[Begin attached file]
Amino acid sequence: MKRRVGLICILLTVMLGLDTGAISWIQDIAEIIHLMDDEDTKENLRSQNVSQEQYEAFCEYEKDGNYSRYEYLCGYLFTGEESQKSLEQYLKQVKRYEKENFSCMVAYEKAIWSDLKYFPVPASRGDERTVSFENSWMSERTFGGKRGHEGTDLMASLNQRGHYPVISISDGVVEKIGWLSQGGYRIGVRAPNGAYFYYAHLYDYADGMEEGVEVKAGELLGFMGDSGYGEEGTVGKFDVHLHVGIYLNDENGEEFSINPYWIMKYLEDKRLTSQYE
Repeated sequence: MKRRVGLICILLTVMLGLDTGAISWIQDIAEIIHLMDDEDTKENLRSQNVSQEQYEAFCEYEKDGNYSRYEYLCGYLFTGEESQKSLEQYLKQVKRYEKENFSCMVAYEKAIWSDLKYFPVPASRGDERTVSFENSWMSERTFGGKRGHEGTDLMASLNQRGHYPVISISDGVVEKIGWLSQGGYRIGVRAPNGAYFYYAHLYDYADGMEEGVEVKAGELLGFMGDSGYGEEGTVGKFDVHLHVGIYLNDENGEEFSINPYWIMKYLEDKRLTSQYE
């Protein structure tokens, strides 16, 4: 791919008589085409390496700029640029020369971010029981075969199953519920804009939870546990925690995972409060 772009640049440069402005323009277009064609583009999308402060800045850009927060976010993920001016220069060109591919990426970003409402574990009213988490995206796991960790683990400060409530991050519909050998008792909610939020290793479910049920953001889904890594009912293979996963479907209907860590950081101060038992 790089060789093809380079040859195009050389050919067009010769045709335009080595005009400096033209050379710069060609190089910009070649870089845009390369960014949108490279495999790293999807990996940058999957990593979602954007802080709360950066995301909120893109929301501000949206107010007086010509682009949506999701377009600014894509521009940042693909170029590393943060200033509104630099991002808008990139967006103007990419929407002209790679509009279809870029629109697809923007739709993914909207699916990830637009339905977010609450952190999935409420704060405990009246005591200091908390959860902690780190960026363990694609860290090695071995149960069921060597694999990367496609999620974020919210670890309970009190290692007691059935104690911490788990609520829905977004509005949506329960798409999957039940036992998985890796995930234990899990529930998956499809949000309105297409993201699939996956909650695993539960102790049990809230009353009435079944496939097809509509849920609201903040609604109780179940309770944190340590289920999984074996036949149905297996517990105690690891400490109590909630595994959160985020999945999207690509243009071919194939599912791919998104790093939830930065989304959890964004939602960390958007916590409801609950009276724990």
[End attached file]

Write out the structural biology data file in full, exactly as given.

Amino acid sequence: MKRRVGLICILLTVMLGLDTGAISWIQDIAEIIHLMDDEDTKENLRSQNVSQEQYEAFCEYEKDGNYSRYEYLCGYLFTGEESQKSLEQYLKQVKRYEKENFSCMVAYEKAIWSDLKYFPVPASRGDERTVSFENSWMSERTFGGKRGHEGTDLMASLNQRGHYPVISISDGVVEKIGWLSQGGYRIGVRAPNGAYFYYAHLYDYADGMEEGVEVKAGELLGFMGDSGYGEEGTVGKFDVHLHVGIYLNDENGEEFSINPYWIMKYLEDKRLTSQYE
Repeated sequence: MKRRVGLICILLTVMLGLDTGAISWIQDIAEIIHLMDDEDTKENLRSQNVSQEQYEAFCEYEKDGNYSRYEYLCGYLFTGEESQKSLEQYLKQVKRYEKENFSCMVAYEKAIWSDLKYFPVPASRGDERTVSFENSWMSERTFGGKRGHEGTDLMASLNQRGHYPVISISDGVVEKIGWLSQGGYRIGVRAPNGAYFYYAHLYDYADGMEEGVEVKAGELLGFMGDSGYGEEGTVGKFDVHLHVGIYLNDENGEEFSINPYWIMKYLEDKRLTSQYE
């Protein structure tokens, strides 16, 4: 791919008589085409390496700029640029020369971010029981075969199953519920804009939870546990925690995972409060 772009640049440069402005323009277009064609583009999308402060800045850009927060976010993920001016220069060109591919990426970003409402574990009213988490995206796991960790683990400060409530991050519909050998008792909610939020290793479910049920953001889904890594009912293979996963479907209907860590950081101060038992 790089060789093809380079040859195009050389050919067009010769045709335009080595005009400096033209050379710069060609190089910009070649870089845009390369960014949108490279495999790293999807990996940058999957990593979602954007802080709360950066995301909120893109929301501000949206107010007086010509682009949506999701377009600014894509521009940042693909170029590393943060200033509104630099991002808008990139967006103007990419929407002209790679509009279809870029629109697809923007739709993914909207699916990830637009339905977010609450952190999935409420704060405990009246005591200091908390959860902690780190960026363990694609860290090695071995149960069921060597694999990367496609999620974020919210670890309970009190290692007691059935104690911490788990609520829905977004509005949506329960798409999957039940036992998985890796995930234990899990529930998956499809949000309105297409993201699939996956909650695993539960102790049990809230009353009435079944496939097809509509849920609201903040609604109780179940309770944190340590289920999984074996036949149905297996517990105690690891400490109590909630595994959160985020999945999207690509243009071919194939599912791919998104790093939830930065989304959890964004939602960390958007916590409801609950009276724990």